The world of religion is often a complicated and messy one. The Crusades were no exception. Having lost the “Holy Land” to invading Muslim armies, the Christian world began a frenzy of religious zeal to try and win it back. This culminated with the Pope’s blessing in 1096 to start a campaign…a crusade to liberate Jerusalem. Though the task was accomplished with the sacking of Jerusalem and the expulsion of the Muslim armies, the Crusaders found out that keeping it was going to be harder than taking it. They soon realized the unpleasant truth that their little “Kingdom of Heaven” was in fact surrounded by vast hordes of Muslim armies ready to re-take Jerusalem. At the helm of these armies was a wily and pragmatic military commander by the name of Salahuddin.
Keen on not repeating the mistakes of the past, Salahuddin opted for a strategically patient approach….goad the Crusaders to leave the relative safety of the city and fight in the desert. He achieved this in the Battle of Hattin and inflicted a crushing defeat on the Christian armies. Allowing him the opportunity to re-take Jerusalem soon thereafter.
6. Erwin Rommel
Erwin Rommel is regarded as THE father of modern tank warfare. Born into an aristocratic German family, Rommel first saw combat in WWI during German campaigns in Romania and Northern Italy. During the interwar period, he gradually moved up the ranks and eventually became a military instructor on tank warfare in Berlin.
When WWII broke out, Rommel answered his call of duty and was called into active duty once more. Though he loathed the Nazi ideology as most old-school aristocratic German officers did, he nevertheless begrudgingly served the Reich and amassed an aura of legend around his victories.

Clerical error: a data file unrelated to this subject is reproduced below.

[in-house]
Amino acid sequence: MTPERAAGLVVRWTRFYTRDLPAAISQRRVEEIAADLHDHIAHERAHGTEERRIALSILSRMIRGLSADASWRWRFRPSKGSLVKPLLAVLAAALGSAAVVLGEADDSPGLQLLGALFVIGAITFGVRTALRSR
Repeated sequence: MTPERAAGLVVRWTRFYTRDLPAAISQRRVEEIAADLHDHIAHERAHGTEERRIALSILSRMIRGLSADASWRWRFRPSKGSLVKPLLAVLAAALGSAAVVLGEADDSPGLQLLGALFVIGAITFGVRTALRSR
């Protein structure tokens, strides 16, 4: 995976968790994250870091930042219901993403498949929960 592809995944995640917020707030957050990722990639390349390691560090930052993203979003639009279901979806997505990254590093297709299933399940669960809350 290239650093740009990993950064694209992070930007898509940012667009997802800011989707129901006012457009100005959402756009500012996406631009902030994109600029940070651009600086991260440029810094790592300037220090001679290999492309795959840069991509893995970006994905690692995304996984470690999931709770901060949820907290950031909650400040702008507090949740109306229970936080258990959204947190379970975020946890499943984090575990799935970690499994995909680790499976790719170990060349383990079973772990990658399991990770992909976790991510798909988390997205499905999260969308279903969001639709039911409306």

Rommel was thrust into prominence during the German invasion of France and the Low Countries when his division was given the nickname “The Ghost Division” on account of how far his unit advanced into enemy territory, losing radio contact with central command. Soon thereafter, Rommel cemented his legendary status in North Africa, earning the personal nickname of “The Desert Fox” owing to his wily tactics that bedeviled his opponents.
Tragically, his life was cut short when evidence was discovered that he had taken part in several plots to assassinate Nazi leader Adolf Hitler.
5. Georgy Zhukov
This next military figure is credited with virtually winning the land war in Europe during WWII.
Although the Soviet effort to crush the Nazi invasion and ultimately capture Berlin was a collective one as all wars are, Zhukov is seen as the individual that outwitted and outfought the Nazi war machine. By the time Hitler broke his pact with Stalin on June 22nd, 1941, Zhukov was already a high ranking officer. Tasked by Stalin to defend Moscow and drive back the Germans, Zhukov did just that, setting up an elaborate and ringed defense of the capital the Red Army under his command halted the German advance and inflicted on Nazi Germany its first major defeat. Zhukov would go on to win several more epic battles against the Germans, notably in Stalingrad; encircling the enemy and in Kursk, known as the largest tank battle in history, where his knack for predicting enemy intentions and movements proved to be key. With the gradual turn of the tide, Zhukov’s armies marched westward until they reached the capital of Nazi Germany, Berlin in the spring of 1945. Zhukov’s zenith coming in June 1945 where he participated in the Moscow Victory Day Parade.
4. Sun Tzu
Alright, when you write a book about military tactics and its still teaches and inspires military leaders 2,500 years later….you are doing something right. That something is The Art of War by Sun Tzu: our next military leader on the list.